Monday, October 24, 2016 – 9:03 p.m.
In Part 1 of this expose, I “copy and pasted” the public information request and answers by the county concerning the employment contract of political lobbyist Fred Aguiar (view here).
Now I am going to copy and paste the second public information request submitted on September 30, 2016. The answers were provided on October 7.
Read the answers carefully and note them. I did.
1. I would like a list of each and every instance that Mr. Aguiar has used his identification badge, along with the location of each usage, to access various areas of county property going back to January 12.
The County does not provide information on security badge usage because the disclosure of such information could create a security threat. However, it should be noted that during normal business hours employees seldom if ever have to “swipe” their badges to gain access to County buildings and their offices. Locked areas are staffed with clerical workers who will “buzz” through someone who is known to be an employee.
2. Going back to January 12, I would like copies (ideallyelectronically) of each and every email Fred Aguiar sent and received from the email address you previously provided (Fred.Aguiar@bos.sbcounty.gov). Additionally, I would like to have copies of each attachment, if applicable, included in the response.
This request requires additional time to fulfill. The County is in the process of gathering the emails in question and reviewing each one for information that would be exempt from disclosure.
3. Going back to January 12, I would like a print out of the phone bill/logs (including call duration) for each phone line assigned to the first district, including district offices that shows all incoming and outgoing calls from each number. If the county stipulates that Mr. Fred Aguiar did not call a specific number, the county may list that number in the response and I will not ask for any phone logs for that number. If the county has the ability to do so, I would like the logs to be exported to an excel spreadsheet.
To the extent any such records exists, phone or similar types of records are exempt from disclosure under the deliberative process privilege of the Public Records Act.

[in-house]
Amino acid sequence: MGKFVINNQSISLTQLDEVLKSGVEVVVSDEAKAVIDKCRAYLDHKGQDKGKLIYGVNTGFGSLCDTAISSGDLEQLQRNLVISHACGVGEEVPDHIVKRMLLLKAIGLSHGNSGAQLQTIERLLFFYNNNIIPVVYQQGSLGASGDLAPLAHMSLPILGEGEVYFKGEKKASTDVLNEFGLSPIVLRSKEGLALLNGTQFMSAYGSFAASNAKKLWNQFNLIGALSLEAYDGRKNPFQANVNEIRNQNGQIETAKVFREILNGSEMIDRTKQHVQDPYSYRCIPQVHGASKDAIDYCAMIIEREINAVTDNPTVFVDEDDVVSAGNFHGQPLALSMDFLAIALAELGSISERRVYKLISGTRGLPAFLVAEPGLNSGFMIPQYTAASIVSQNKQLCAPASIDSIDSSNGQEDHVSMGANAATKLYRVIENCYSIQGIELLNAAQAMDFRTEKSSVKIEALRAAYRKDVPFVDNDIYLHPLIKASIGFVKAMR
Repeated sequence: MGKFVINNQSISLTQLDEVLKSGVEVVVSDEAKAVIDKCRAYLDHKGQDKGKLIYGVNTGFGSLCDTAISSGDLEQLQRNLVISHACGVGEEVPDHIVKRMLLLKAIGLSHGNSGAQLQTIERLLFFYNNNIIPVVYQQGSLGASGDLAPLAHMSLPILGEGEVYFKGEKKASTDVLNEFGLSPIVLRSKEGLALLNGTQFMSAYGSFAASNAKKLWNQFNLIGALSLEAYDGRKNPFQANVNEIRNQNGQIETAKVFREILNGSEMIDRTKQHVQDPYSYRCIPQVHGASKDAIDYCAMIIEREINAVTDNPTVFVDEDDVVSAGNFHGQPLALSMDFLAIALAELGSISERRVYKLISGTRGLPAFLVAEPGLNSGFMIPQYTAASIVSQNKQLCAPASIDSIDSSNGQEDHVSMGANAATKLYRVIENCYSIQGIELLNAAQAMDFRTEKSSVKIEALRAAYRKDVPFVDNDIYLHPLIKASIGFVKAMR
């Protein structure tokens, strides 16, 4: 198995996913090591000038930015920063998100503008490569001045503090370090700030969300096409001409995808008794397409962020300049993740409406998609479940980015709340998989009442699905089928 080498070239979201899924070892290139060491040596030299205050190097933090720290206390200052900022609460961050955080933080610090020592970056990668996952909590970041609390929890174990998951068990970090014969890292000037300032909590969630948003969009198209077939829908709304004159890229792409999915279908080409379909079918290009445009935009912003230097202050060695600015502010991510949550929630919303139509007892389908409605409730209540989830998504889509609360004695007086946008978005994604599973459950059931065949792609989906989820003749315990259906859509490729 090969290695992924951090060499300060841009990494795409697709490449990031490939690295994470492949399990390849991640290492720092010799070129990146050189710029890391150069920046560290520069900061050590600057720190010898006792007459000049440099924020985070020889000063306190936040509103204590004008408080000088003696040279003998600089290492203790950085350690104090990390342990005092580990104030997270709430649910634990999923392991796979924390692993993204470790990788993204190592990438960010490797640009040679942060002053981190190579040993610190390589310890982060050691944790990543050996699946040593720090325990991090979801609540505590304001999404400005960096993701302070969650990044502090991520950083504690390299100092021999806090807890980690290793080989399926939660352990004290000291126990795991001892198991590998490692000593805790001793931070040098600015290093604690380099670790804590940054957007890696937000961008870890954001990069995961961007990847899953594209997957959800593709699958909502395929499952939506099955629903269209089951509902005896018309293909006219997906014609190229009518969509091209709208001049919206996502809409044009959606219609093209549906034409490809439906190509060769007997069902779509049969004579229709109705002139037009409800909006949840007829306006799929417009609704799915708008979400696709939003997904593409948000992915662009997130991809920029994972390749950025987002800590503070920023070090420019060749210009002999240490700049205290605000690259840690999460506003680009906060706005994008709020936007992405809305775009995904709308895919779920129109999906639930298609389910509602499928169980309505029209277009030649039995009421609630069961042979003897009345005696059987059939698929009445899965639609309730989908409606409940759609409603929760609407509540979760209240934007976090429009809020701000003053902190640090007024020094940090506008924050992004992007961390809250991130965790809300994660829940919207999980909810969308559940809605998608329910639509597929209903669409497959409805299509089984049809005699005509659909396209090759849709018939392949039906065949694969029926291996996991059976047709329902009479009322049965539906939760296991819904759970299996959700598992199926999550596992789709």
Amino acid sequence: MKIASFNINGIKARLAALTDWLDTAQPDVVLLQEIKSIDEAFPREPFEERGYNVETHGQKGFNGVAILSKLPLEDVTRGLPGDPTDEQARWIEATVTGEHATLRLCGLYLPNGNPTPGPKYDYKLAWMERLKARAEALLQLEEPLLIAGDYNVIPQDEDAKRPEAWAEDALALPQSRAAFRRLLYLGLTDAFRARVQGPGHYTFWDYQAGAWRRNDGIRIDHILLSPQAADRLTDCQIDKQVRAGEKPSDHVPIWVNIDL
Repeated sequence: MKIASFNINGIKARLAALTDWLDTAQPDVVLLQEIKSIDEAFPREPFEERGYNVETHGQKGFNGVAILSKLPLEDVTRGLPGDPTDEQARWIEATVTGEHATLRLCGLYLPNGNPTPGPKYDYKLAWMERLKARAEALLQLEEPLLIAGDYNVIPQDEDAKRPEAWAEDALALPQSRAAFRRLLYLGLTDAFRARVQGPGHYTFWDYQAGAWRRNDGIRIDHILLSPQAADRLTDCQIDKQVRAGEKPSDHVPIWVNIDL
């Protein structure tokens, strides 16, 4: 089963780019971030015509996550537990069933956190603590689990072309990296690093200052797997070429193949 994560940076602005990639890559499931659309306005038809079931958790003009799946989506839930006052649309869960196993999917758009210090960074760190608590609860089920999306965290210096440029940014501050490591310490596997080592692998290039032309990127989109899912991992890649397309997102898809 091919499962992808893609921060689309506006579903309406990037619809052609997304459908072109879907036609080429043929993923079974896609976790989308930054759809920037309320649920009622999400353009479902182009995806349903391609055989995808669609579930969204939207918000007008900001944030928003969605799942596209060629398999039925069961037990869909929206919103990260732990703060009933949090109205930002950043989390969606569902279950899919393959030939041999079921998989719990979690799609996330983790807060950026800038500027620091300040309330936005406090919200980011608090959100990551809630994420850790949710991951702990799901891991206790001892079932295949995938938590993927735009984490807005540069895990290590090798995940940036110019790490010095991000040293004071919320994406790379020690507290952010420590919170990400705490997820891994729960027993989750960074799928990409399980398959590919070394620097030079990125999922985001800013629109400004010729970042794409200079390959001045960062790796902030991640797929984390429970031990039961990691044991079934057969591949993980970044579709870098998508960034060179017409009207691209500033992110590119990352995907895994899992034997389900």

4. Going back to January 12, I would like a copy of Supervisor Lovingood’s cell phone bill detailing his calling and texting history. I believe cell phone providers allow users to export this data to excel spreadsheets. I would like both an electronic copy of the billing statements and a version exported to excel.
The County has not issued a cell phone to Supervisor Lovingood, therefore the County does not possess any documents responsive to this request.
5. Can you please confirm whether or not Mr. Lovingood receives any compensation for cell phones/electronic devices?
County elected officials are eligible to receive a mobile device allowance of $92.31 per pay period. However, the County does not disclose anyone’s specific benefit choices.
We will get back to you regarding your request for emails.
Dissecting the Answers
Answer #2. Nothing really unreasonable about that response. I am sure that Mr. Aguiar produced voluminous amounts of work to earn that $122,000 a year salary. However, it is now October 24…nearly a month later…and the individual requesting these documents has still not received them.
I believe government agencies are required to comply with public information requests within 10 days and they are also afforded a 14-day extension. These are calendar days, not business days.
The individual making this request has repeatedly asked for updates and told that the emails would be available in a couple of days.
Answer #3. If emails are supposed to be made freely available, why would a call log be top secret? If an employee is working remotely to advise Supervisor Lovingood, it seems clear that these call details should be made available.
He also didn’t dispute that Aguiar lives outside the district, but said he regularly travels to San Bernardino for supervisors’ meetings and he calls into daily roundtable meetings.
Where is the proof, Bob? Or did you lie to a reporter just like you lied to the voters when you promised to not raise taxes and fees?
Answer 4. Lovingood doesn’t have a county cell phone because he doesn’t want to have to disclose the details of his calls and text messages. It is very similar to why Hillary Clinton set up her private server to keep her emails secret.
What is Bob hiding?
Answer 5. Elected officials get a cell phone allowance. Do you think Supervisor Lovingood, the fiscal conservative who talks a big game, accepted the compensation even though he does not have a county cell phone? I would bet a lot of money that Lovingood is simply pocketing this money and using it to pay for his private cell phone.
“Do what I say, not what I do!” Eh, Bob?
Maybe some day those emails will be released. Maybe some day this county will be more forthcoming with information requested by taxpayers interested in keeping their government accountable.
I’ll keep you updated on whether or not the individual who requested this information ever gets the emails.
Sure would be nice if the local media would take a look into these matters.